Adobe Flash, which published Adobe software, bought Macromedia in 2005, and decided to kill Flash on 31 December 2020. And on 12 January 2021, all the browsers on the market – Chrome, Firefox and Safari in the lead – stopped supporting old versions of the system and doomed an entire chapter in the history of the internet to oblivion [9]. Of course, many development frameworks using a variety of different technologies now allow users to create web interfaces similar to those of yesteryear, as well as even faster, more stable and more standardised interfaces. But the taste for innovation and quirkiness that drove the growth of Adobe seems to have faded from our screens.

Social media have democratised scrolling, making the thumb scan almost the only interface available on mobile screens. From Instagram to Twitter, from Facebook to LinkedIn, we scroll endlessly [10]… and while the story format temporarily shook up editorial lines, it was soon picked up by one platform then another (Instagram, then Facebook, LinkedIn and Twitter, etc. [11]), which meant we were back to scrolling. In the end, stories simply made the vertical movement a horizontal action.

And on computer screens, the dominance of WordPress and other CMS – Shopify, Wix, Drupal [12]has led to the emergence of standardised graphics interfaces, with best practices in UX and digital performance.

A pessimist would perhaps claim that the latest ‘innovation’ in Web interfaces is the swipe [13], a way of accepting or refusing a contact that was pioneered by Tinder in 2012 – eight years ago already – and has now been replicated on media websites [14] (in French). Other than that, creativity seems to be a thing of the past.

Creativity has left the building

And yet, today’s internet provides creators with an opportunity to develop rich and complex interfaces, which are sometimes the only way of really presenting a subject in all its complexity. These experiments do exist, but they rarely seem to reach the public.

Over the past few years, the New York Times Lab has been developing advanced know-how on innovative interfaces and web documentaries. The most obvious and most popular example is undoubtedly the full analysis published in the summer of 2020 on the explosion in the port of Beirut [15]. On a single page, the American daily used techniques as diverse as video editing, time-lapse and 3D computer graphics to explain the causes and consequences of a major event to its readers. It created a media mix that the Flash developers of the 2000s would have admired. The New York Times is a pioneer in infographic representation and often publishes information on a specific website [16]. It uses photos, videos, and even virtual reality to great effect in what ideally will be one of the prototypes for the online future.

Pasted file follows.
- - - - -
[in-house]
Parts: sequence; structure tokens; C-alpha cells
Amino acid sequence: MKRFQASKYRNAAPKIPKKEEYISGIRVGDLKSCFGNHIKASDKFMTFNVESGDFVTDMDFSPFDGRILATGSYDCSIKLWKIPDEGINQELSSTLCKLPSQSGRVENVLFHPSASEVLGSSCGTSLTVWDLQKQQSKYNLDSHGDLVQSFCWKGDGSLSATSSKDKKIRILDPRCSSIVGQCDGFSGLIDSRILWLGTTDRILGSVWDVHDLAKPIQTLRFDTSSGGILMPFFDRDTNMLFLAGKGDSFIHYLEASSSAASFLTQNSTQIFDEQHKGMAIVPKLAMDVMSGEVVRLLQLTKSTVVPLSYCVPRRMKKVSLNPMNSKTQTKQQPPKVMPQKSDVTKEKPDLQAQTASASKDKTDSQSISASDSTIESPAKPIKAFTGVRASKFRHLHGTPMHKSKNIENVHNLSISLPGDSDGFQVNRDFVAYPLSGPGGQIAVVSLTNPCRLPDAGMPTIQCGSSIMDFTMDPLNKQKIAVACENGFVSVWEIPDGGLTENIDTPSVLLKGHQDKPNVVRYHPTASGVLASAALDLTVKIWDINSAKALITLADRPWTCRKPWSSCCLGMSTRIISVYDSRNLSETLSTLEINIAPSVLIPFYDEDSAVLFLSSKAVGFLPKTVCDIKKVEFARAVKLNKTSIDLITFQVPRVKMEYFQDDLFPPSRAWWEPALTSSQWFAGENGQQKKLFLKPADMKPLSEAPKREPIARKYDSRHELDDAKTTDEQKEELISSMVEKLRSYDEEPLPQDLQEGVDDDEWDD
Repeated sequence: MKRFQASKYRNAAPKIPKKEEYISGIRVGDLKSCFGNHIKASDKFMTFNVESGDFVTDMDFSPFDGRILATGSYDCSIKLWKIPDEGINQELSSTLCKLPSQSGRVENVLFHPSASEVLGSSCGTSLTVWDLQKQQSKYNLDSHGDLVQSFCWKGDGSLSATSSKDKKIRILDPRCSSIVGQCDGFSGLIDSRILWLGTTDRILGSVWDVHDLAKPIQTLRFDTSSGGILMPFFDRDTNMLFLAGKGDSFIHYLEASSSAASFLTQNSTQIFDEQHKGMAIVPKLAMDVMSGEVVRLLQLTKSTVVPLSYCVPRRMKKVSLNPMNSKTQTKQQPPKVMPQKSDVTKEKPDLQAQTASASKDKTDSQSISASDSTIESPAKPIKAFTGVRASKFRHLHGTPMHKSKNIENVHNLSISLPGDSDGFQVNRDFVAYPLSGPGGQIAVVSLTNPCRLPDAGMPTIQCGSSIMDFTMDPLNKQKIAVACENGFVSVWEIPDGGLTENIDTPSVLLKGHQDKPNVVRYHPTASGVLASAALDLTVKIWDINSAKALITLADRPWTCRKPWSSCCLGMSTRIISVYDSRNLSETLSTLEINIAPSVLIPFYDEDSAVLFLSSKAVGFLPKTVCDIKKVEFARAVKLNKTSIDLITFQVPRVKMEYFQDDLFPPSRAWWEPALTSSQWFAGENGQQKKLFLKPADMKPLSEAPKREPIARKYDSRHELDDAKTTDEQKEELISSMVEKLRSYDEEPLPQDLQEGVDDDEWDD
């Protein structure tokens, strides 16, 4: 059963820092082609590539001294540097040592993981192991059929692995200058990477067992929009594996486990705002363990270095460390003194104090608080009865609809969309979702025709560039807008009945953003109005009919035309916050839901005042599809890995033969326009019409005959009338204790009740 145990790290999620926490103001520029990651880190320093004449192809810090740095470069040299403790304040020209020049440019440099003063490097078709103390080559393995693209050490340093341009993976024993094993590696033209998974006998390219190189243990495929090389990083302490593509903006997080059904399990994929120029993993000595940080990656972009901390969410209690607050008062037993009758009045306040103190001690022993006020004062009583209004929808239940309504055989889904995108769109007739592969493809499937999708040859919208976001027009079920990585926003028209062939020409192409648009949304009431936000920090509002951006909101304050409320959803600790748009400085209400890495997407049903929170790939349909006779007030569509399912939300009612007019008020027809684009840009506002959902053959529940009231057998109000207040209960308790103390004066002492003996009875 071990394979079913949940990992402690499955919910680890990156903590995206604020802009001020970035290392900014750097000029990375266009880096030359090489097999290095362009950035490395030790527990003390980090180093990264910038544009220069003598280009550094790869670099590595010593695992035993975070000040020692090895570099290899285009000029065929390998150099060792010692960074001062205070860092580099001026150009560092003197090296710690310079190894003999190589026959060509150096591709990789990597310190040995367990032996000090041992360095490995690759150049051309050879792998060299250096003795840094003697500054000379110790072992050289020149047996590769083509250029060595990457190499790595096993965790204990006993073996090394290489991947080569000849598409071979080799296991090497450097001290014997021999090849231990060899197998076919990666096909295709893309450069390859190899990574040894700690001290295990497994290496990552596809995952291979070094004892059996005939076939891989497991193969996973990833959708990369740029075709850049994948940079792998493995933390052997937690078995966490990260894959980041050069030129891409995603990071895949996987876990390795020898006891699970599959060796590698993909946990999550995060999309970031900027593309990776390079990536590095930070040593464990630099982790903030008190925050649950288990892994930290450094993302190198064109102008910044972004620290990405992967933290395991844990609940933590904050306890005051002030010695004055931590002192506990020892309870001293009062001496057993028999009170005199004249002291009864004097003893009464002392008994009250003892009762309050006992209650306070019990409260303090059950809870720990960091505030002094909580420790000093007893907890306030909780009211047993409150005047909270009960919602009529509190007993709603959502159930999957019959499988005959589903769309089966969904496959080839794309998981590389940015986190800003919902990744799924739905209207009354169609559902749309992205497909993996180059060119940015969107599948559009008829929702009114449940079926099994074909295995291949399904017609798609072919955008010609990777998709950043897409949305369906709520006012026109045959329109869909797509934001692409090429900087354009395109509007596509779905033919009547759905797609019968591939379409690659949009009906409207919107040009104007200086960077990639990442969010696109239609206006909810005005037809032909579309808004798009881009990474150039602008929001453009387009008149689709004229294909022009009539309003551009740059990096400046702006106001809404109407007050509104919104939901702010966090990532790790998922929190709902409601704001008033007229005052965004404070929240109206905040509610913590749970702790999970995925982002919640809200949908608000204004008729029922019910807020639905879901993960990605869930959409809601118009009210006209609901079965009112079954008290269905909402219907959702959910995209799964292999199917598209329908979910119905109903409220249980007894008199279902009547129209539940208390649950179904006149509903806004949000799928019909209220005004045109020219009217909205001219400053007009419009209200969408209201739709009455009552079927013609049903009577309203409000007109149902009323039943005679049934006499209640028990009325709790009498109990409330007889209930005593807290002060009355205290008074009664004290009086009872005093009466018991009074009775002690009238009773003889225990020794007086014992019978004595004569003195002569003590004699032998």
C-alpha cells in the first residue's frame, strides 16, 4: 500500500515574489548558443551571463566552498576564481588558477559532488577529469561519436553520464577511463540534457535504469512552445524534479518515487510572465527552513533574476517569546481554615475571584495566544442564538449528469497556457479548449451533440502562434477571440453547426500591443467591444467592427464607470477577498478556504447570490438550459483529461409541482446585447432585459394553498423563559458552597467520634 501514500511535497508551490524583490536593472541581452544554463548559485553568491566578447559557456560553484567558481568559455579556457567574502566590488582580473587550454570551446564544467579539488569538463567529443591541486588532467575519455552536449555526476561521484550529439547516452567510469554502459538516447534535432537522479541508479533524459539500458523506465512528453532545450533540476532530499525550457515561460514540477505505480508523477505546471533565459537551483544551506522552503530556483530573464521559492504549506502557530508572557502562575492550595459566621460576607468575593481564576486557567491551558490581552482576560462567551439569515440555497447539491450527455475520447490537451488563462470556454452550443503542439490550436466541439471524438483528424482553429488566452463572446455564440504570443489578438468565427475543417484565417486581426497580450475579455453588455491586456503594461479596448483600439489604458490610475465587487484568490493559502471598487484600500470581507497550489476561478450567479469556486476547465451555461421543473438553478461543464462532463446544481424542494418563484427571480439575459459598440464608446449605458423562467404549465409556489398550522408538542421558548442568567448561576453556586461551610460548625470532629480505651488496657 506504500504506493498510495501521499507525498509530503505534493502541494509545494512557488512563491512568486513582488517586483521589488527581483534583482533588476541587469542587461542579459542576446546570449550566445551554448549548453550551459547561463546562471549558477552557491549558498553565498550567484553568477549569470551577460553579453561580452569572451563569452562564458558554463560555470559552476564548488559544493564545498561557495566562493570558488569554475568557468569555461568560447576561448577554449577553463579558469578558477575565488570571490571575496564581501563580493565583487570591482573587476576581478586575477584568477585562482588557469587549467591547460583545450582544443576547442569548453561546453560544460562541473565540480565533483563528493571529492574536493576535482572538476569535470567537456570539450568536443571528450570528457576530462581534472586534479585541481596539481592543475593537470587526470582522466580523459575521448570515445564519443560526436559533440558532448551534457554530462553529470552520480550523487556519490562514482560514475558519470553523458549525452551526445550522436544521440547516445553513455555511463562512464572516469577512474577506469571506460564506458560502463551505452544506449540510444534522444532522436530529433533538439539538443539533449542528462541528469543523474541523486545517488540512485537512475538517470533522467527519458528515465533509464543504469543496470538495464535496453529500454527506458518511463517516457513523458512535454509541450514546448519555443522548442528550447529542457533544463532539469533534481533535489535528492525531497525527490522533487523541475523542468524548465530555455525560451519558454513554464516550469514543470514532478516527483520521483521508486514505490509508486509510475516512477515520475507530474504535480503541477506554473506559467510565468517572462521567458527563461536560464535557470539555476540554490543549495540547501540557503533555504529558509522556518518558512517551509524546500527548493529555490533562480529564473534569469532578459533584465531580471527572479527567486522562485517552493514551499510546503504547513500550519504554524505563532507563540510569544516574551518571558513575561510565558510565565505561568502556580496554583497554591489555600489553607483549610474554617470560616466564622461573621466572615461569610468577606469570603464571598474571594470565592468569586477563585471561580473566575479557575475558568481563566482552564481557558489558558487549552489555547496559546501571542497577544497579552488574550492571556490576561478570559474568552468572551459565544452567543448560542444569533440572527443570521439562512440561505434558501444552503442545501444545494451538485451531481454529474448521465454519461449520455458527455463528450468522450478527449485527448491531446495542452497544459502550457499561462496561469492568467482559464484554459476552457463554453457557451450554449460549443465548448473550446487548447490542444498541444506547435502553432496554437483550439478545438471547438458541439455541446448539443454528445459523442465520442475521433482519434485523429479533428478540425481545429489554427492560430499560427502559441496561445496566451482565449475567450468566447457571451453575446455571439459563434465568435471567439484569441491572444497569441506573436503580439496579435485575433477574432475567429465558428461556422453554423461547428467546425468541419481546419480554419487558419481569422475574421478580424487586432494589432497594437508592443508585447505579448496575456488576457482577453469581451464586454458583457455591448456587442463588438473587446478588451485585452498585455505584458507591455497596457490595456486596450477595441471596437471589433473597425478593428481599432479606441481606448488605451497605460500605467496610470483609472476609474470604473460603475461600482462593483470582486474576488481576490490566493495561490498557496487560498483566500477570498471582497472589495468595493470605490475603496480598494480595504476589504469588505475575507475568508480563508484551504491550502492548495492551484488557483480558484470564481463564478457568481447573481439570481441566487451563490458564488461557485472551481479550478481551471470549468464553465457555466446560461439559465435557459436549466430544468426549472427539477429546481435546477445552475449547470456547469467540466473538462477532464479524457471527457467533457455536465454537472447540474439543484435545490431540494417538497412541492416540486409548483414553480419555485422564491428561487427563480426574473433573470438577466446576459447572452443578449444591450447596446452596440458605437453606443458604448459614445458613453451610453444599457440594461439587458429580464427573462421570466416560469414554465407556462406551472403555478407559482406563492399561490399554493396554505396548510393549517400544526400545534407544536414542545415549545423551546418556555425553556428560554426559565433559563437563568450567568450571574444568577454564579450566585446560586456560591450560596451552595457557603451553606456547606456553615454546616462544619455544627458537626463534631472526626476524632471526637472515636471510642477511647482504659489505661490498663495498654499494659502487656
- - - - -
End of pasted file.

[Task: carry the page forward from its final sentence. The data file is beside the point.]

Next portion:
In France, the interfaces designed by L’Atelier, the intelligence and innovation unit at BNP Paribas [17] (in French), are more wonderful examples. In these spaces, form and substance come together to project internet users into a theme and teach them about the virtual economy [18] or the technological challenges of the future [19]. As with the New York Times, the message is perfectly tailored and presented. It undoubtedly testifies to the existence of a genuine cyberculture, an inventiveness and a creativity which draws inspiration from the digital world, cybernetics and science fiction.

These examples show that with Flash a thing of the past, we can still hope for a creative and multimedia-focused internet.

Getting innovation back online

While some people want to paint a picture of a digital future in which virtual reality and voice commands will have replaced computer screens, and – with the impact of lockdown – in which the internet and its various interfaces still play a key role in our lives, maybe it’s time to return some of Flash’s creativity onto our web pages.

Creativity that surprises, draws the eye to further content, contributes something more than endless social media threads and nourishes its audience with information in an alternative way.

Why don’t we bring innovation back online and make the web that bit more exciting?

— Translated from French by Ruth Simpson